.ENV file

Because the Devilbox is configurable via a .env file, our next step is to copy the env-example file to .envto so we can run the following command:

cp env-example .env

Start Devilbox

The time has come, to launch the devilbox!

To launch the devilbox you need to run the following command on your terminal while you are instead the devilbox directory. docker-compose upnow it will pull all the required containers! The first time you run this it might take a while, depends on your internet connection. But once you have all the images, you should be able to start all the containers in a matter of seconds (~4-5 seconds).

TIP! Run docker-compose up -d to run the containers in the background detached from your current terminal window.

When all the images are pulled, you should be able to access devilbox localhost URL. By default, The Devilbox is listening to port 80 which means you can access it by visiting http://localhost

Starting and stopping containers is done via docker-compose. If you have never worked with it before, have a look at their documentation for overviewupstopkillrmlogs and pull commands.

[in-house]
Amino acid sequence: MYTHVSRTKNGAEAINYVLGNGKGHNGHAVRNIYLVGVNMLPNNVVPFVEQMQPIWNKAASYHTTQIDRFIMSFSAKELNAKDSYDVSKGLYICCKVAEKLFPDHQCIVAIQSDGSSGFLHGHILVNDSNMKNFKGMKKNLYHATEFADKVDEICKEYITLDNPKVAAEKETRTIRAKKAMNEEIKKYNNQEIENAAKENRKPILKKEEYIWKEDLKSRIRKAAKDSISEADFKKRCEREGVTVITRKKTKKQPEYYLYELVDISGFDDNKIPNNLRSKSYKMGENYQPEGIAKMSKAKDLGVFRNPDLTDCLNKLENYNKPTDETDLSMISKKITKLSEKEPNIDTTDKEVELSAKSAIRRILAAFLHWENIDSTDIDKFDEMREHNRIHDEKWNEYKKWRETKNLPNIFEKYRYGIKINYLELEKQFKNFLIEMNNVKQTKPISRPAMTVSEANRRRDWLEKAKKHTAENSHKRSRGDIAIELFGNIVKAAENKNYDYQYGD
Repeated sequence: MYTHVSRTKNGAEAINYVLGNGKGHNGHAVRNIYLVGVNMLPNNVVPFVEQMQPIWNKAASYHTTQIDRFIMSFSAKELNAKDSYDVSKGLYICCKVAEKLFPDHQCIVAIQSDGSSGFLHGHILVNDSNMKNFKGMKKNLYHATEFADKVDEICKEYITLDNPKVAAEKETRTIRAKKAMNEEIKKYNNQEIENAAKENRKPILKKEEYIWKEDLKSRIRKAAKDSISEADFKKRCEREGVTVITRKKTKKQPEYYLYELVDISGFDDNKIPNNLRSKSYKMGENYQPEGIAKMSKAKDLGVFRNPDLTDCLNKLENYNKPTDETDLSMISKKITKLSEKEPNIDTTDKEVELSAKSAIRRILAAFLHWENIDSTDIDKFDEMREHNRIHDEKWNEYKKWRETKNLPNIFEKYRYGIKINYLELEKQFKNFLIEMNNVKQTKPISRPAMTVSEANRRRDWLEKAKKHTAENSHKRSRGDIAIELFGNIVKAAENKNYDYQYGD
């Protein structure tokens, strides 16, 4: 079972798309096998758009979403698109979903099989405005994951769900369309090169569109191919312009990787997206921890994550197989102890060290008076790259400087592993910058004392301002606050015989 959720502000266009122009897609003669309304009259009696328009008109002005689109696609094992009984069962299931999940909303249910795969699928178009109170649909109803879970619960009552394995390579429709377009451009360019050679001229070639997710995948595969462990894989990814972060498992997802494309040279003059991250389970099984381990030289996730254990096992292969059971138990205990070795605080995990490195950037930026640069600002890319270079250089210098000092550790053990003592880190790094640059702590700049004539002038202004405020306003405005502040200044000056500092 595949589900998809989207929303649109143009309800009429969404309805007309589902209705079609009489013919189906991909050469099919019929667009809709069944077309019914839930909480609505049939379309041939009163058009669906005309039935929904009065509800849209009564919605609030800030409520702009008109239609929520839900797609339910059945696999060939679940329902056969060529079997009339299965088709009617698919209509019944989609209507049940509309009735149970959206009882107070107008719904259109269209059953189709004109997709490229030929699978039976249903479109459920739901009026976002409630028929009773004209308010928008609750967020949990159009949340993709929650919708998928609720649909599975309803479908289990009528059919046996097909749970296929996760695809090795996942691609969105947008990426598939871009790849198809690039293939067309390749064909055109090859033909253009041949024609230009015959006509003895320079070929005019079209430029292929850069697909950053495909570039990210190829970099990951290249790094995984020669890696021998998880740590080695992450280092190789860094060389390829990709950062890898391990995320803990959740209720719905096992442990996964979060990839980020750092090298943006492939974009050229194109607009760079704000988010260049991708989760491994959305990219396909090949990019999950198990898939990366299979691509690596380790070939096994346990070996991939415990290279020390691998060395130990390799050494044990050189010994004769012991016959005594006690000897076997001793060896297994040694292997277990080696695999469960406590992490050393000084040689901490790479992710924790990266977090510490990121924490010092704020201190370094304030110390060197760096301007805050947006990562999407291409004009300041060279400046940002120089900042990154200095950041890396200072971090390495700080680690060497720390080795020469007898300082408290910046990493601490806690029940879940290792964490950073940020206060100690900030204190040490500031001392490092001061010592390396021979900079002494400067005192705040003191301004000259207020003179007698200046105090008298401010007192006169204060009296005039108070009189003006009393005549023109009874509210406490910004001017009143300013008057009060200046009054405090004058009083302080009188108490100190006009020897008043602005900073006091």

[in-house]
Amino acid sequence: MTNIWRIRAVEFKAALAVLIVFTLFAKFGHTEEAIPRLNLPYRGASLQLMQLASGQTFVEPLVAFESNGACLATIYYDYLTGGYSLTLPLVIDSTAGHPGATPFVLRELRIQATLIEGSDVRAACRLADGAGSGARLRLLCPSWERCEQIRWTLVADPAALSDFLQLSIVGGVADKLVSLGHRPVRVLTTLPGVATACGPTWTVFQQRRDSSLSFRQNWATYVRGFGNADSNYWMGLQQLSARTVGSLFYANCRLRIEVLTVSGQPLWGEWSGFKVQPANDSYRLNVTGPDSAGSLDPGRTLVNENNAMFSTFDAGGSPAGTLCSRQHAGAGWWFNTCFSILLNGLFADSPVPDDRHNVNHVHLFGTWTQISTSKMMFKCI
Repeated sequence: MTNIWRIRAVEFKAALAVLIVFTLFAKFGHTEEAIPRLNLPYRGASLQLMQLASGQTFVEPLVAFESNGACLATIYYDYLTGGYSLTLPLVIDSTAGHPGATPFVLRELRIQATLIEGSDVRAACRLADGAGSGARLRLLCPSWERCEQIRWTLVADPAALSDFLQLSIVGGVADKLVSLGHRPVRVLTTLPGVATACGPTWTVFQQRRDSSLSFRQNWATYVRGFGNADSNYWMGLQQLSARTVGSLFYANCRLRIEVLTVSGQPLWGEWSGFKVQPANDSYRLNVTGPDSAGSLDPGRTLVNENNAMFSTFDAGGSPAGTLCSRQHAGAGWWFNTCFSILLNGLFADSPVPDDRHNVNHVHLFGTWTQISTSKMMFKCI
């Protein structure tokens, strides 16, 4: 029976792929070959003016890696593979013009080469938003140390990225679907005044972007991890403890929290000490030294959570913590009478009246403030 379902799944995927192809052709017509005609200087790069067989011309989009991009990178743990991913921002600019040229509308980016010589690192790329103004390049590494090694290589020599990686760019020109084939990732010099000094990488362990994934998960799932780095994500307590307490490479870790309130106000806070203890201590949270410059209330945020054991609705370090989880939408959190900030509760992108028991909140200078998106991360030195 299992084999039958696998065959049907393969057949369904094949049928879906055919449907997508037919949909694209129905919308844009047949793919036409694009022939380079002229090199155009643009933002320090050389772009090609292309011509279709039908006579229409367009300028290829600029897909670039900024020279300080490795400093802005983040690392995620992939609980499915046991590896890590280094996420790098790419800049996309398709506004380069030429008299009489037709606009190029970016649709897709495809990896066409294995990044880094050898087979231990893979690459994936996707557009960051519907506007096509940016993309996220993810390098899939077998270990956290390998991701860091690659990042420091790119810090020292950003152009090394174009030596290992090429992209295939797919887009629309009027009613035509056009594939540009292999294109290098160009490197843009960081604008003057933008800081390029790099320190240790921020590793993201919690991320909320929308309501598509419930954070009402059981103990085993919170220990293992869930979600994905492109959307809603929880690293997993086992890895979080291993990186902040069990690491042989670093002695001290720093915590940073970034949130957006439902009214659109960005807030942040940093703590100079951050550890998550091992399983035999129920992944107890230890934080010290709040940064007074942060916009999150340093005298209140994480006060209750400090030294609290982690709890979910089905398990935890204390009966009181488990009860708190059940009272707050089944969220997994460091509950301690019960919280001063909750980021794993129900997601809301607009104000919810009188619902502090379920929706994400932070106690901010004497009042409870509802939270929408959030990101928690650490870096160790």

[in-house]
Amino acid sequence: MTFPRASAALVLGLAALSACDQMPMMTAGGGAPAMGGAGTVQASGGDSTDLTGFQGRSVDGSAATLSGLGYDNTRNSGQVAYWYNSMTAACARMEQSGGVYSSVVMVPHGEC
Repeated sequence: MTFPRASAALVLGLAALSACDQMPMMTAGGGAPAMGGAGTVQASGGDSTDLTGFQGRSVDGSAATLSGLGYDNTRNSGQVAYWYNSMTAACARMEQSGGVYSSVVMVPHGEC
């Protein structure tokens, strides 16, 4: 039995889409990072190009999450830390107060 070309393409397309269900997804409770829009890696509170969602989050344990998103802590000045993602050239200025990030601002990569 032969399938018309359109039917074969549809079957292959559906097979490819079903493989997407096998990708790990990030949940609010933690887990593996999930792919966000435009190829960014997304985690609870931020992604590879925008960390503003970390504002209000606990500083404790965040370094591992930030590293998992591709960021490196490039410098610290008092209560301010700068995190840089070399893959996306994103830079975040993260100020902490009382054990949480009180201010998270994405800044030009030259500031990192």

More about starting The Devilbox here

Configuring Devilbox .ENV FIle

Devilbox is configurable and you can easily switch between dev environments like (PHP, APACHE, MySQL) or (PHP, NGINX, MariaDB).
just open the .env file with your favorite editor and configure it to match your taste environment. I am using Visual Studio Code

Every configuration is self-explanatory, the most common configuration will be the following where you change the PHP_SERVER version, HTTPD_SERVERand MYSQL_SERVER. As you can see, I am running PHP 7.2 NGINX stable and MariaDB 10.3 Go through the .env file to discover other settings.

Read more about configuring the env file here

Projects Directory

The devilbox’s projects directory is located inside the devilbox directory ./devilbox/data/www it should be empty by default. Here is where all your projects will live.

For each project, you will need to create a folder.

Read more here

Docroot Directory

The docroot directory is a directory within each project directory from which the webserver will serve the files.

By default this directory must be named htdocs. This can be changed as well but is outside the scope of this tutorial.

Local domain suffix